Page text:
Playing The Insurance Game

November 14, 2011 -

AXA Equitable, a life insurance company in Farmington, Connecticut, has created a video game to introduce life insurance to women in their 40s. AXA's Pass It On! launched on the web in September and now a mobile application is heading to more portable devices. Pass It On! lets players pick an avatar and walk the streets of New York City collecting gold and avoiding expenses. The character can also buy permanent life insurance (represented in-game as a gold shield worn as a backpack) or term life (a silver shield).

Pass It On! becomes more challenging as the game progresses. New challenges and obstacles appear that can instantly kill the player. Different levels in the game are represented by different U.S. locations. After New York, players go to is St. Louis, New Orleans, Mount Rushmore and San Francisco. The game seems to be at least a moderate success, so far attracting almost 64,000 unique visitors who played it more than 231,000 times, according to the company.

The biggest draw, its creators say, is the sweepstakes linked to the game. Players can enter to win a $25,000 or $15,000 cash prize if they play between now and Dec. 31.

AXA Equitable turned to video games to reach potential customers because of the generational shift in marketing strategies. While the company sees a majority of baby boomers between the ages of 47 and 65 owning policies that provide money at death, people between the ages of 31 and 46 (Generation X) and between 19 and 30 (Generation Y) have no coverage.

"Life insurance sales are at a 50-year low," notes David O'Leary, head of AXA Equitable's financial protection segment. He gets his figures from research conducted by Windsor, CT.-based LIMRA. "Some 11 million U.S. households with children younger than 18 have no life insurance. Many of these children would face immediate financial trouble if a parent died."

Hall came up with the concept of Pass It On! while riding the Metro-North to Connecticut after a conference in New York.

"I went to a social media conference in New York about a year and a half ago, and I heard three stories there that totally inspired me," Hall said. The most impressive was a game, Mad Men Yourself, which allowed gamers to create a personality within the 1960s Madison Avenue advertising world that is the basis for the hit AMC TV series "Mad Men." The game helped propel the popularity of the show.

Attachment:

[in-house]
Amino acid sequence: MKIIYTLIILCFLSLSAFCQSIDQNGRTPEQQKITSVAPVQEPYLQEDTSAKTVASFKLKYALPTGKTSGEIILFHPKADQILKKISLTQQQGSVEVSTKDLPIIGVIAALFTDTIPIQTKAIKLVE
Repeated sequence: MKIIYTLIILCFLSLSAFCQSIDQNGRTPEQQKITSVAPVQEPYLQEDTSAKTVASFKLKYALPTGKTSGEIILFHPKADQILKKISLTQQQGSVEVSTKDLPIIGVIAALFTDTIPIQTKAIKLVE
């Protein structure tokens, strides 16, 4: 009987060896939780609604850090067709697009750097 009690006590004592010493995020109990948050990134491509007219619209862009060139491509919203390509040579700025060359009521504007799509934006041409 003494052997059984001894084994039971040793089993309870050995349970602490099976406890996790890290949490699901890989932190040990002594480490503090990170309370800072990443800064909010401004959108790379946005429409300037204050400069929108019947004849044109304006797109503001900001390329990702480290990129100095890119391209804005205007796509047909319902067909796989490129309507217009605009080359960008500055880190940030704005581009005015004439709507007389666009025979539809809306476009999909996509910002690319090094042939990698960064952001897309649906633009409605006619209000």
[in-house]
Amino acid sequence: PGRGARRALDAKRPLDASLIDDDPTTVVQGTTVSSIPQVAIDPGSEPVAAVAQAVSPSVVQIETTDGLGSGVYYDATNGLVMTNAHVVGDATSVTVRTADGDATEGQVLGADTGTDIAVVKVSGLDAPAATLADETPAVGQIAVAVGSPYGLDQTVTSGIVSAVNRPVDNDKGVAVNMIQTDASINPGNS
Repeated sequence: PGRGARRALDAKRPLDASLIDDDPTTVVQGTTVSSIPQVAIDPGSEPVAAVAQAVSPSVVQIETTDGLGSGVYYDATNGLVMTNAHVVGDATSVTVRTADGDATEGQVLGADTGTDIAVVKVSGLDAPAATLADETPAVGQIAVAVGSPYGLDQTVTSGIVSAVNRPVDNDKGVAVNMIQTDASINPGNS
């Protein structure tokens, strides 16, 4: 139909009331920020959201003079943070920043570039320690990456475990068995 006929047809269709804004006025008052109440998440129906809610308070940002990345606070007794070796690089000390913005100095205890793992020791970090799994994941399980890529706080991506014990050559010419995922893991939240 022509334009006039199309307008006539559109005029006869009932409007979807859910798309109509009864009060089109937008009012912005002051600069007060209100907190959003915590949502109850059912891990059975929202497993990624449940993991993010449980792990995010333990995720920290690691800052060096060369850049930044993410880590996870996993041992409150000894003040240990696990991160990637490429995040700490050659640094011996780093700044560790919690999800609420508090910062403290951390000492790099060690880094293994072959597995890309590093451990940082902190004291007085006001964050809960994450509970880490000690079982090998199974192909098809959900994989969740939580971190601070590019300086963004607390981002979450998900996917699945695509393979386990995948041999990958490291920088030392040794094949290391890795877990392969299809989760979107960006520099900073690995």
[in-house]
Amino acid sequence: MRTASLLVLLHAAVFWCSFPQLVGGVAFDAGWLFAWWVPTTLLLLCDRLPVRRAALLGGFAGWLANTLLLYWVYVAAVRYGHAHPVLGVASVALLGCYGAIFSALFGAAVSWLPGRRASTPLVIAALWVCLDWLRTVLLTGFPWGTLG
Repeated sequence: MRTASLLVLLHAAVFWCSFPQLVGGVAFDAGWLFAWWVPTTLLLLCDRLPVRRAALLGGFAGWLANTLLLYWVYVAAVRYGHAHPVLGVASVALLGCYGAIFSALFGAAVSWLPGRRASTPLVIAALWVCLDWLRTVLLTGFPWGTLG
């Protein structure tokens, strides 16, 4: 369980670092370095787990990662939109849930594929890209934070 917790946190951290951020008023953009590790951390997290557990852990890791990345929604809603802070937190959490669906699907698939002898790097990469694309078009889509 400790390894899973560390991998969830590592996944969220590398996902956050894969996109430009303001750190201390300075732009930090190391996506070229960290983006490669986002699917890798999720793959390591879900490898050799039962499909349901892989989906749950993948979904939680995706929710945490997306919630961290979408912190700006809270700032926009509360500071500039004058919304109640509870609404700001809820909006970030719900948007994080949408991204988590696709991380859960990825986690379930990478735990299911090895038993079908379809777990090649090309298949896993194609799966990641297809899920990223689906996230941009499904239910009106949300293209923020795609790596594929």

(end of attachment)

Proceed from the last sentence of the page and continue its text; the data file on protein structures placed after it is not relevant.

"They were trying to reach the same market that I am," Hall said. "They were talking about reaching the 35 to 55's. So, that got me thinking about gamification. Can you gamify life insurance?"

Source: The Hartford Courant

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Re: Playing The Insurance Game

I love life insurance.  It lets me take huge, irresponsible risks with my life since I know my wife will be taken care of if I die.

 
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Andrew EisenThe story you just linked to? The story you asked if anyone had seen? Yes, THAT obnoxiousness. I've heard it parroted for nearly two years now.11/27/2014 - 7:57pm
ZippyDSMleeAndrew Eisen: That shes an ex con man?11/27/2014 - 7:54pm
Andrew EisenI've heard the same obnoxious horse poo for years. It's nothing new.11/27/2014 - 7:45pm
ZippyDSMleeAlso anyone see this? http://guardianlv.com/2014/11/anita-sarkeesian-unmasked-feminist-icon-or-con-artist/11/27/2014 - 7:28pm
ZippyDSMleeEvil within is a badly designed game.11/27/2014 - 7:28pm
Andrew EisenSure but you said "widens," hence my confusion. Looking into it, yep, there's a tweak to completely re-frame the image, adding more info at the top and bottom. You apparently need a fairly beefy rig to keep it running smooth when you do that though.11/27/2014 - 6:48pm
Matthew Wilsonthere is vertical fov, not just horizontal fov11/27/2014 - 6:38pm
Andrew EisenWell, you can widen it to 3:1 or even 10:1 but I don't know why you'd want to. From what I understand it's the missing visual info at the top and bottom that some object to, not that there isn't enough on either side.11/27/2014 - 6:36pm
Matthew WilsonI think it widenss the fov, so you get to see more.11/27/2014 - 6:31pm
Andrew EisenI don't see how as doing so would not add any visual information to the top or bottom of the screen.11/27/2014 - 6:04pm
Matthew Wilsonfrom what I read, getting rid of the black bars and stretching it out made for a better play experience.11/27/2014 - 5:59pm
Andrew EisenFrom what I hear, there's a ton of "look up and shoot at the guys above you" stuff in the game that the wider frame doesn't accommodate such actions well.11/27/2014 - 5:55pm
Andrew EisenHaving a game run in scope is not necessarily a bad thing but like any aspect ratio, you have to compose your shots correctly.11/27/2014 - 5:55pm
Neo_DrKefkaThe Evil Within was pretty bad and to make it worse the way the screen size made it hard for you to see even on a big screen it really hurt the game. Being Artistic is great but when you focus on art rather than what sells you run the risk of that happen11/27/2014 - 5:33pm
Matthew WilsonI kinda hope this is not true. http://www.nintendolife.com/news/2014/11/nintendo_might_not_be_making_more_gamecube_controller_adapters_at_the_moment11/27/2014 - 1:34pm
Matthew WilsonI saw that. I wish people would stop preording, but sadly that will never happen.11/27/2014 - 1:26pm
Papa MidnightUbisoft has cancelled the Season Pass for Assassin's Creed: Unity (http://www.reddit.com/r/pcmasterrace/comments/2ni2ac/ubisoft_cancel_season_pass_for_ac_unity/)11/27/2014 - 1:08pm
NeenekoBut now I can use the christmas discount justification too,11/27/2014 - 11:46am
NeenekoI am also sorely temped by Civ:BE, mostly because I have a demo coming up and I know my productivity will tank.11/27/2014 - 11:45am
MaskedPixelanteThe Evil Within is only a month old, right? And it's already 66% off...11/27/2014 - 10:29am
 

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